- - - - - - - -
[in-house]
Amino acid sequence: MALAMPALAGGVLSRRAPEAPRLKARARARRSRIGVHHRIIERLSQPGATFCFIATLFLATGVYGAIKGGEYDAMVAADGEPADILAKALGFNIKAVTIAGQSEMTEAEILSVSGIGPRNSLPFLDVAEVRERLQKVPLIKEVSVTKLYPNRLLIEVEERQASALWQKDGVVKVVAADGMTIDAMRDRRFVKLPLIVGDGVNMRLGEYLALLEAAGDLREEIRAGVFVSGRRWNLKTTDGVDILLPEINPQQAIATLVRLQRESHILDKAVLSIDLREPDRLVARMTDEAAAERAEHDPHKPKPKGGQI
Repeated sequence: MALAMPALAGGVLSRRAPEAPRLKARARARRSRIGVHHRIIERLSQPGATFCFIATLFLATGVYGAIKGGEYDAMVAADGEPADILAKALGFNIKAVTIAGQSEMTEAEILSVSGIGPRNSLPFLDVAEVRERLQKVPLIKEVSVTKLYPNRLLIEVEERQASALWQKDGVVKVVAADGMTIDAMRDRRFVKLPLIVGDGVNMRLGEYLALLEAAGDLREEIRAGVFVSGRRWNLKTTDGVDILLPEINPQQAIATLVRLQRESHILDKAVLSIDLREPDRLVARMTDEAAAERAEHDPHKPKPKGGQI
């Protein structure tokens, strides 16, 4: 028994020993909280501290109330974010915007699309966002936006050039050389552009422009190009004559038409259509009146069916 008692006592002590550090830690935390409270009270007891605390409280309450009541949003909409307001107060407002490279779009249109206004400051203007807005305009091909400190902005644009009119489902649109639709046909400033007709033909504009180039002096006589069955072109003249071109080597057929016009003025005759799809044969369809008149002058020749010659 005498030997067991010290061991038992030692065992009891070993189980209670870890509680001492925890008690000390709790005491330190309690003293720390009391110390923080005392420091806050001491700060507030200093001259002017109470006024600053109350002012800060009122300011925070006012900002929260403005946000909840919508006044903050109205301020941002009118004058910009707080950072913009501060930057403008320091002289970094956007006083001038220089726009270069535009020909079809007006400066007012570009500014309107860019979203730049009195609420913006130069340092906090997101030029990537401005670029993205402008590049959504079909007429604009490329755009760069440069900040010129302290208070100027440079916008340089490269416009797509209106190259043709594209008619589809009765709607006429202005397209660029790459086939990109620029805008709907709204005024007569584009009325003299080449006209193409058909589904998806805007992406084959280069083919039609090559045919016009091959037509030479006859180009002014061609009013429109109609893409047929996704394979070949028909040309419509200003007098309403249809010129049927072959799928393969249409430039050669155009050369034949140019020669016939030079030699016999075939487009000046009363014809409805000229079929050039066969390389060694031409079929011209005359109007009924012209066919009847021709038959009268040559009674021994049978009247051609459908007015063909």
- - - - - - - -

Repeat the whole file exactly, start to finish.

[in-house]
Amino acid sequence: MALAMPALAGGVLSRRAPEAPRLKARARARRSRIGVHHRIIERLSQPGATFCFIATLFLATGVYGAIKGGEYDAMVAADGEPADILAKALGFNIKAVTIAGQSEMTEAEILSVSGIGPRNSLPFLDVAEVRERLQKVPLIKEVSVTKLYPNRLLIEVEERQASALWQKDGVVKVVAADGMTIDAMRDRRFVKLPLIVGDGVNMRLGEYLALLEAAGDLREEIRAGVFVSGRRWNLKTTDGVDILLPEINPQQAIATLVRLQRESHILDKAVLSIDLREPDRLVARMTDEAAAERAEHDPHKPKPKGGQI
Repeated sequence: MALAMPALAGGVLSRRAPEAPRLKARARARRSRIGVHHRIIERLSQPGATFCFIATLFLATGVYGAIKGGEYDAMVAADGEPADILAKALGFNIKAVTIAGQSEMTEAEILSVSGIGPRNSLPFLDVAEVRERLQKVPLIKEVSVTKLYPNRLLIEVEERQASALWQKDGVVKVVAADGMTIDAMRDRRFVKLPLIVGDGVNMRLGEYLALLEAAGDLREEIRAGVFVSGRRWNLKTTDGVDILLPEINPQQAIATLVRLQRESHILDKAVLSIDLREPDRLVARMTDEAAAERAEHDPHKPKPKGGQI
């Protein structure tokens, strides 16, 4: 028994020993909280501290109330974010915007699309966002936006050039050389552009422009190009004559038409259509009146069916 008692006592002590550090830690935390409270009270007891605390409280309450009541949003909409307001107060407002490279779009249109206004400051203007807005305009091909400190902005644009009119489902649109639709046909400033007709033909504009180039002096006589069955072109003249071109080597057929016009003025005759799809044969369809008149002058020749010659 005498030997067991010290061991038992030692065992009891070993189980209670870890509680001492925890008690000390709790005491330190309690003293720390009391110390923080005392420091806050001491700060507030200093001259002017109470006024600053109350002012800060009122300011925070006012900002929260403005946000909840919508006044903050109205301020941002009118004058910009707080950072913009501060930057403008320091002289970094956007006083001038220089726009270069535009020909079809007006400066007012570009500014309107860019979203730049009195609420913006130069340092906090997101030029990537401005670029993205402008590049959504079909007429604009490329755009760069440069900040010129302290208070100027440079916008340089490269416009797509209106190259043709594209008619589809009765709607006429202005397209660029790459086939990109620029805008709907709204005024007569584009009325003299080449006209193409058909589904998806805007992406084959280069083919039609090559045919016009091959037509030479006859180009002014061609009013429109109609893409047929996704394979070949028909040309419509200003007098309403249809010129049927072959799928393969249409430039050669155009050369034949140019020669016939030079030699016999075939487009000046009363014809409805000229079929050039066969390389060694031409079929011209005359109007009924012209066919009847021709038959009268040559009674021994049978009247051609459908007015063909």